Antibiotic resistant periodontitis

Bacteria live a much shorter life and reproduce much quicker than we humans do. Their evolution is thus also much faster, and they evolve to meet challenges at alarming speeds. One of the main challenges to their existence is the rise of antibiotics, and they are more and more able to get around those as well. This is an absolute nightmare for clinicians and dentists, and the implications of the existence of antibiotic resistant bacteria are very far reaching. What happens if our antibiotics become obsolete? How will our own bacteria, that live in our mouths, stomachs and all over our body react? Will they be able to withstand the onslaught? What is the significance to human society? Nobody knows or even wants to think about these questions, as the outcome can be quite dreadful.

What is causing antibiotic resistance?

When antibiotics are used, they kill the bacteria they come into contact with. The idea is to bring them into contact with as many bacteria as possible. When the antibiotics do not kill all of the bacterial colony, some are left to evolve. Some of those left will successfully evolve into strains that are resistant to the threat they have already encountered. If these bacterial cultures form colonies, those colonies will be resistant to antibacterial medications, and other, less effective ways of combating them will be needed.


How is this happening?

There are many factors that are contributing to the development of antibiotic resistant strains of bacteria. The most significant is base don patient disobedience. When a patient is prescribed antibiotics, it is necessary that they take the full course of antibiotics, and that they have to keep taking them even if they feel better, which seems counterintuitive, but it is the only way to make sure that the entire bacterial colony is destroyed, and that none of them remain to evolve into resistant strains.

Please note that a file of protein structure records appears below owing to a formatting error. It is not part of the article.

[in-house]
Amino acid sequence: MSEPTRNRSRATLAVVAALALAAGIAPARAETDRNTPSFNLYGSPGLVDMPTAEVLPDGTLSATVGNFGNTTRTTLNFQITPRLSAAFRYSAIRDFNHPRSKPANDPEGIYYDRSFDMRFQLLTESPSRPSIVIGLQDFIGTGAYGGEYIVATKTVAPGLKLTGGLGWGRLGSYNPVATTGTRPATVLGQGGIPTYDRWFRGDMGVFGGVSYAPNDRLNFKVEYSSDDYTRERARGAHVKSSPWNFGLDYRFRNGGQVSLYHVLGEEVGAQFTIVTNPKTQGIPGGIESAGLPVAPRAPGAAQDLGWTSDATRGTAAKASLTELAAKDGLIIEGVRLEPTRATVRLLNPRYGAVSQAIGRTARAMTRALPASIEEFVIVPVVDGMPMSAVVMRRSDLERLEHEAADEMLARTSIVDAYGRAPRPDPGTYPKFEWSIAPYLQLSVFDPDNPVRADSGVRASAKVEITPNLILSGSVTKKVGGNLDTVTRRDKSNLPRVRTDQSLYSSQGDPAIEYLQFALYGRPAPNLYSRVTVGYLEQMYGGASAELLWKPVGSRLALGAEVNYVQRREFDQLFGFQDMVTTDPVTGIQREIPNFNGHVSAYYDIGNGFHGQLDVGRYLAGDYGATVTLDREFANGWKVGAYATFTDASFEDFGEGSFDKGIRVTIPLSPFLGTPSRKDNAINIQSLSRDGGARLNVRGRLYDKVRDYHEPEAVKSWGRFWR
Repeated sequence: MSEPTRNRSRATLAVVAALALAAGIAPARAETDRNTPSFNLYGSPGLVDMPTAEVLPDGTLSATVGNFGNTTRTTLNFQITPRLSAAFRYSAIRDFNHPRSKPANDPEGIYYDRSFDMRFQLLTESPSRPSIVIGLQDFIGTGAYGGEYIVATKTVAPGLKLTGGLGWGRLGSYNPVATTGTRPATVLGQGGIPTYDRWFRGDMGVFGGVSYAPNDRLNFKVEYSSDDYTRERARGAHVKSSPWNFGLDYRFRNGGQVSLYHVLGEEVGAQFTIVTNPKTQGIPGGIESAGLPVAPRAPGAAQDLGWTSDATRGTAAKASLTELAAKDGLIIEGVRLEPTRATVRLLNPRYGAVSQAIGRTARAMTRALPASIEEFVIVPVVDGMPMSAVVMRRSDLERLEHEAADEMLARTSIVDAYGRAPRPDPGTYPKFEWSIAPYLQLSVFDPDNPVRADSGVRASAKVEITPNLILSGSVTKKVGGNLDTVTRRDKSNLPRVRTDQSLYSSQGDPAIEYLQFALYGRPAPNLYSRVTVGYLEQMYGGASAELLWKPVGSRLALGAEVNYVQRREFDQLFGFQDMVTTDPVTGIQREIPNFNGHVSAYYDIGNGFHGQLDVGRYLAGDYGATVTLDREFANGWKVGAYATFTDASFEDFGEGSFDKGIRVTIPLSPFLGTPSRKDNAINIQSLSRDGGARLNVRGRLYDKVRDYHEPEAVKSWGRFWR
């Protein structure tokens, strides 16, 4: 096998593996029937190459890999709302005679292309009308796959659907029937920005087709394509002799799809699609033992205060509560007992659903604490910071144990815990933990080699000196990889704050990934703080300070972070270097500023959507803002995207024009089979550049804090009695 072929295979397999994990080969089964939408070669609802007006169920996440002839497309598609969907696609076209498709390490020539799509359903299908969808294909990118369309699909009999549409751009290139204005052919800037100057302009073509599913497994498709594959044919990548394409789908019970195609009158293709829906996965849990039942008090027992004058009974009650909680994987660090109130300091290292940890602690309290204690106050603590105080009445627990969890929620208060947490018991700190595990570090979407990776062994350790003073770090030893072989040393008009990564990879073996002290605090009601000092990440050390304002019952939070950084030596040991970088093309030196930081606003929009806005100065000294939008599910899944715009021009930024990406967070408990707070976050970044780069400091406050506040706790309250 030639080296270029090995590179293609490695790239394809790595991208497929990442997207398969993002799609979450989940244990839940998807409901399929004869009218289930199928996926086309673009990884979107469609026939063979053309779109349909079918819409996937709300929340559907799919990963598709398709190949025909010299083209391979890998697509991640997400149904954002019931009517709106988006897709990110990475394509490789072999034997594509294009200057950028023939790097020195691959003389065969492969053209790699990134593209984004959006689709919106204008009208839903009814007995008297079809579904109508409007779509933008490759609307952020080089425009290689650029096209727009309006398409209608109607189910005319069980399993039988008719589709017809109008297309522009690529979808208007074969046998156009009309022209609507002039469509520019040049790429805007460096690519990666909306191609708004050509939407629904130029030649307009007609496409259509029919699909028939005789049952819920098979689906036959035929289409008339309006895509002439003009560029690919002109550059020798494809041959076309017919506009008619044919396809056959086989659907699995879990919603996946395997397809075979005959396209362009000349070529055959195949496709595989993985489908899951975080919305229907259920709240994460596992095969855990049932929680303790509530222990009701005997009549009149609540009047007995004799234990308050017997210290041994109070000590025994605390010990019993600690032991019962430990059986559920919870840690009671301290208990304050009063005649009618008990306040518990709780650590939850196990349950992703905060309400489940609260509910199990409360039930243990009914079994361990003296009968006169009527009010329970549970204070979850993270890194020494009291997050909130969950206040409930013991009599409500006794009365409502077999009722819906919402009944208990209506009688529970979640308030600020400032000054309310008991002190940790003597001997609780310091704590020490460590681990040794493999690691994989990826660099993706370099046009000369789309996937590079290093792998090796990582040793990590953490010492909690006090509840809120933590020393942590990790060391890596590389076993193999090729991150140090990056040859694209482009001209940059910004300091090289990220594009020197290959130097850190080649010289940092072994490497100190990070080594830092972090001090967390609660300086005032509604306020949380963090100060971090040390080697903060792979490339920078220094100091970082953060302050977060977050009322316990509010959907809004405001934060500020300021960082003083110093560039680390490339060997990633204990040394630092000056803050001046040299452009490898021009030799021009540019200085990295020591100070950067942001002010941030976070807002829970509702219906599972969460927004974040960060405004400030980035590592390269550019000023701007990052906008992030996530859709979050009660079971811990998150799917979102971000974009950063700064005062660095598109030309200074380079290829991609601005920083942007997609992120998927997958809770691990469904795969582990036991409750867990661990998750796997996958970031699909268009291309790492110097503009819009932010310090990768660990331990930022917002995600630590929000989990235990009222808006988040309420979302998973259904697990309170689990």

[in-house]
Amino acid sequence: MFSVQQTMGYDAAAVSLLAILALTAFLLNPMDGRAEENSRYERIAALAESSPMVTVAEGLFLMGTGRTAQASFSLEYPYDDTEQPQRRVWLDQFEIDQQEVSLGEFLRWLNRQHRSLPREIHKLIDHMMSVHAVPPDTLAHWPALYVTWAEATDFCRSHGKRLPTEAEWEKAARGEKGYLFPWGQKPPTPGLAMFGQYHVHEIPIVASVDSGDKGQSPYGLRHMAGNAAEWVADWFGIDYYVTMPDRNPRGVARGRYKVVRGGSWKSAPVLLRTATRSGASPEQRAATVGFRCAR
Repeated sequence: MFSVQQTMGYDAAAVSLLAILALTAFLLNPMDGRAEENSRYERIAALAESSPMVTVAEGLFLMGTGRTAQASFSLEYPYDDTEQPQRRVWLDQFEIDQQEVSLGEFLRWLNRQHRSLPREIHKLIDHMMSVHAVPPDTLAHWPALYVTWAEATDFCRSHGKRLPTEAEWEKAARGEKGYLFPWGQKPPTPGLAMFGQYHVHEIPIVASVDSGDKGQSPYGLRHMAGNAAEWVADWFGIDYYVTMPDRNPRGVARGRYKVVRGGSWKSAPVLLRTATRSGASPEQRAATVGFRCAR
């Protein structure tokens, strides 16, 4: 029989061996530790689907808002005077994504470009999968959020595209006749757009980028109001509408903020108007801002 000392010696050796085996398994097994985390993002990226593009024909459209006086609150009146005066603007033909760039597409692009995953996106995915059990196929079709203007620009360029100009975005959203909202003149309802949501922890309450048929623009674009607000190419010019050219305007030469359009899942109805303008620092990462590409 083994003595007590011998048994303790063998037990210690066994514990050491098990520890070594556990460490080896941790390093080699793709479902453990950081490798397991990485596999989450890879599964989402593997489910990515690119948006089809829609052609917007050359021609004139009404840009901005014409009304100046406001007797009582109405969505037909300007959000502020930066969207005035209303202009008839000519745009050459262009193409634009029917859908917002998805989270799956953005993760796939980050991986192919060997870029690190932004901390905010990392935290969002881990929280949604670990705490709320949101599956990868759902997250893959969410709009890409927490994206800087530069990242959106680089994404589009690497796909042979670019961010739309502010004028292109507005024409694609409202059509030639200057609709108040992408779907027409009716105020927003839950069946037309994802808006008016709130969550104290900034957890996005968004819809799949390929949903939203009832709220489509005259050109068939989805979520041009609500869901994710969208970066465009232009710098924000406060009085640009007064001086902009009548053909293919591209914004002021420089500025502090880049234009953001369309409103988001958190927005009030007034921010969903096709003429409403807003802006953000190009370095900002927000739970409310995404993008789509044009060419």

The other very heavily contributing factor is due to antibacterial sprays and infection control procedures in clinical settings. Because the infection control measures taken are often not thorough enough, some bacteria remains on the surface, and these evolve to be able to fight antibiotics. It is important to note that these clinics are usually infection and cross infection free, but they still have residual bacteria on keyboards, in crevices, on gloves and on hands, and of course the devices that are used. Antibiotic sprays and wipes have also just strengthened the bacteria in the long run by eliminating weak bacteria from the pool, leaving only those with at least some antibiotic resistance to continue to thrive.

Antibiotic resistance is one of the biggest world health issues, and is something that will have to be dealt with soon, as it is becoming a more and more pressing concern everyday. Let us hope that we can cap this issue as soon as possible.

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